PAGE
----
depression
How to Manage Depression

Depression is one of the most common health problems, affecting an estimated 16 million adults in the U.S. People with depression have feelings of sadness, loss, anger or frustration that interfere with their ability to enjoy life. Depression can make it harder to manage other chronic conditions you may have, like diabetes, asthma or heart disease. Getting a diagnosis and the right treatment can help most people who suffer from major depression.

Diagnosed with depression? Here's what to do:

  • Learn about depression and become an active participant in the management of your depression, including through counseling and medication.
  • Keep follow-up doctor appointments. Take any prescribed antidepressant medications for at least 12 weeks to allow time to feel better. Stay on the prescribed antidepressant for at least six to nine months to lower the chances that depression will become a chronic problem for you.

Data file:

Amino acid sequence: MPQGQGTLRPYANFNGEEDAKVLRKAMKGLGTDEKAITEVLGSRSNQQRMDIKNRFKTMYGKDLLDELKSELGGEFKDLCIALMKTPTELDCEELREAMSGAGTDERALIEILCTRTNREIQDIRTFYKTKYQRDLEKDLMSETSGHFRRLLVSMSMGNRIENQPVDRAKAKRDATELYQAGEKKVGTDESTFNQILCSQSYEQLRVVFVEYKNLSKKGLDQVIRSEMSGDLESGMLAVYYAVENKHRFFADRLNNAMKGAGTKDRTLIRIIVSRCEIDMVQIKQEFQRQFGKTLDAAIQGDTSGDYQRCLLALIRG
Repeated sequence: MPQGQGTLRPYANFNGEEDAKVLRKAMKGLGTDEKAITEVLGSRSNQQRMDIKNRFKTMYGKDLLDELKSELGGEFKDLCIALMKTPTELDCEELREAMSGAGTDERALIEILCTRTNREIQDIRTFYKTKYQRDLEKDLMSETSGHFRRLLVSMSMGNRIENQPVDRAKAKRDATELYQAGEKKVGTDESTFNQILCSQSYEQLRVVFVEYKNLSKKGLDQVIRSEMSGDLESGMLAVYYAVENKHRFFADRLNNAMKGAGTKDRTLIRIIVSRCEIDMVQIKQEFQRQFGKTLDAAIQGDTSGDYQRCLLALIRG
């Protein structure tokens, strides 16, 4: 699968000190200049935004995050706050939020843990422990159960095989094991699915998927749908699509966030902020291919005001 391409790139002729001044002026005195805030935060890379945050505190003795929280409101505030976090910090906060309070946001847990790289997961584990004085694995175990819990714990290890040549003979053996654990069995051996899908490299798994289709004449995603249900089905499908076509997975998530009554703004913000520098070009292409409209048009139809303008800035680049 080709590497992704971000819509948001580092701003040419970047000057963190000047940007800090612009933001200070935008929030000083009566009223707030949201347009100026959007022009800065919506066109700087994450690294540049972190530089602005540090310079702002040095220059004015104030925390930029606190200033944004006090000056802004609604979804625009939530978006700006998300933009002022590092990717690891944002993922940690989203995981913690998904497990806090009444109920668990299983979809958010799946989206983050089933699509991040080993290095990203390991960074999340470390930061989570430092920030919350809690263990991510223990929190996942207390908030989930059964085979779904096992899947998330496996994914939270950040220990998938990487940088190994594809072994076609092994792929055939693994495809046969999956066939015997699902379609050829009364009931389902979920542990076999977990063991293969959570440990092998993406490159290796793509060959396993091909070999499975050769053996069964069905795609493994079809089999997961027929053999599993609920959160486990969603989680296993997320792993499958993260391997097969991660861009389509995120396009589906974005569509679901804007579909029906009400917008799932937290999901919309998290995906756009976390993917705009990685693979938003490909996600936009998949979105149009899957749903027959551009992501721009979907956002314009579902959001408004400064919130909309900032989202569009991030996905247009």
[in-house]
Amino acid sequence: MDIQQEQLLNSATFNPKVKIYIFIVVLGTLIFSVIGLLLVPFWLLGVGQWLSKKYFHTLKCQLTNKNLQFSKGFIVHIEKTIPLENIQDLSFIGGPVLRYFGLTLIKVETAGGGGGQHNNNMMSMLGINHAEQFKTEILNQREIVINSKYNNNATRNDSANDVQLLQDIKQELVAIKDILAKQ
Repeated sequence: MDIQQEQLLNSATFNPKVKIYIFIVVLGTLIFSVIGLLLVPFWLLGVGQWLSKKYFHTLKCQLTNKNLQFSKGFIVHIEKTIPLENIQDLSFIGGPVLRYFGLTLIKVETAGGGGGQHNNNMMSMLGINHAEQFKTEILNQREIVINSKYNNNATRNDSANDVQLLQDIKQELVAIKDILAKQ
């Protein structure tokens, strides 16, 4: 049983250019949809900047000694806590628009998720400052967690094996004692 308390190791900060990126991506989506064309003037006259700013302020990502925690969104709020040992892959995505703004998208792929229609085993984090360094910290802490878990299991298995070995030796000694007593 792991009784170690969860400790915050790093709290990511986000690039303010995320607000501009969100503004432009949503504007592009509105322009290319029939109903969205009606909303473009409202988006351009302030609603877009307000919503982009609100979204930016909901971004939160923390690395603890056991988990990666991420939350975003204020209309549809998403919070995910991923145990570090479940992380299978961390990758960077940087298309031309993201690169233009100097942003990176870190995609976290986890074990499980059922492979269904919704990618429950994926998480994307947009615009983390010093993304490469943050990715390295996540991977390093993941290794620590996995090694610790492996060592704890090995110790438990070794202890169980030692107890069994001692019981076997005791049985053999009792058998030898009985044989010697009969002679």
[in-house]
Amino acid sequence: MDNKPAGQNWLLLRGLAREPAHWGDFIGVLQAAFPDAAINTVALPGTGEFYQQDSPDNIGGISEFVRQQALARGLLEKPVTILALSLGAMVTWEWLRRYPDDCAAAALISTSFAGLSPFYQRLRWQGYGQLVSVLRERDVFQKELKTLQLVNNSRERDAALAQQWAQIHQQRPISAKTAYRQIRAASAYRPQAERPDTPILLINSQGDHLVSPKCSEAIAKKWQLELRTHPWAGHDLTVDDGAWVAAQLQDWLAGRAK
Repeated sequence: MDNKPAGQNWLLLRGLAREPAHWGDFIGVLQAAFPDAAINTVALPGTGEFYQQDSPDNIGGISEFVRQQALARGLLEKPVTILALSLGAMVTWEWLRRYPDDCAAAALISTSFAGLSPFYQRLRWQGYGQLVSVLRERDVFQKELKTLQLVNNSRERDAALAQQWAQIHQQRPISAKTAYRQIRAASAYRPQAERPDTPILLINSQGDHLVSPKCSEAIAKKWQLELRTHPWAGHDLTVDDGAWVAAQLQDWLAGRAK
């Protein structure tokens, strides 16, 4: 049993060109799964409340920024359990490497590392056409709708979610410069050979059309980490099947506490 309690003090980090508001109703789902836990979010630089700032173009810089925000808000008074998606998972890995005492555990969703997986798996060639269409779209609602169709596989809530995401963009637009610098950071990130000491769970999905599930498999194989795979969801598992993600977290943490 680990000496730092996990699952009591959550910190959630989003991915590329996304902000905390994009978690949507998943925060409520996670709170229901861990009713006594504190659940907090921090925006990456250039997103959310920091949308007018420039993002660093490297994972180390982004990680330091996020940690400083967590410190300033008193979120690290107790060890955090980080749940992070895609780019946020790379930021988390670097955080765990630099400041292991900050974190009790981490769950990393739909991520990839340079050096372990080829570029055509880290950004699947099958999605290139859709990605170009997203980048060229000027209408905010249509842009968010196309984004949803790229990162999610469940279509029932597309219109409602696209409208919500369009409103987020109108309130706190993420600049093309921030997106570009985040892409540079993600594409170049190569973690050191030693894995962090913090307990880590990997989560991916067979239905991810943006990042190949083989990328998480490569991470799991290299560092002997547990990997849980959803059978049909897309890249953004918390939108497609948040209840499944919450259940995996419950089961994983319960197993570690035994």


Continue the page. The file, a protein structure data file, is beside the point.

• Ask your provider if a generic medication is available to reduce your costs.
  • Tell your doctor if you are having any problems with the medication.
  • Be sure to tell your doctor if you are taking any supplements.
  • Talk with your family and friends about your treatment plan so they can provide support.
  • Plan and engage in pleasant activities, including physical and social activities.
  • Develop a healthy sleep pattern and limit alcohol consumption.
  • Use the Community Checkup website to see which providers score well in behavioral health services.

What should your doctor do?

  • Screen you for major depression, especially if you are at high risk or have other chronic illnesses, using a standardized screening tool that asks questions about how you feel.
  • Talk with you about treatment options, including counseling and medication.
  • If you are diagnosed with depression, your doctor should contact you with first follow-up at one to two weeks, then every four to eight weeks.
  • If you are prescribed an antidepressant, carefully monitor your use of the medication and make necessary adjustments if you are not improving.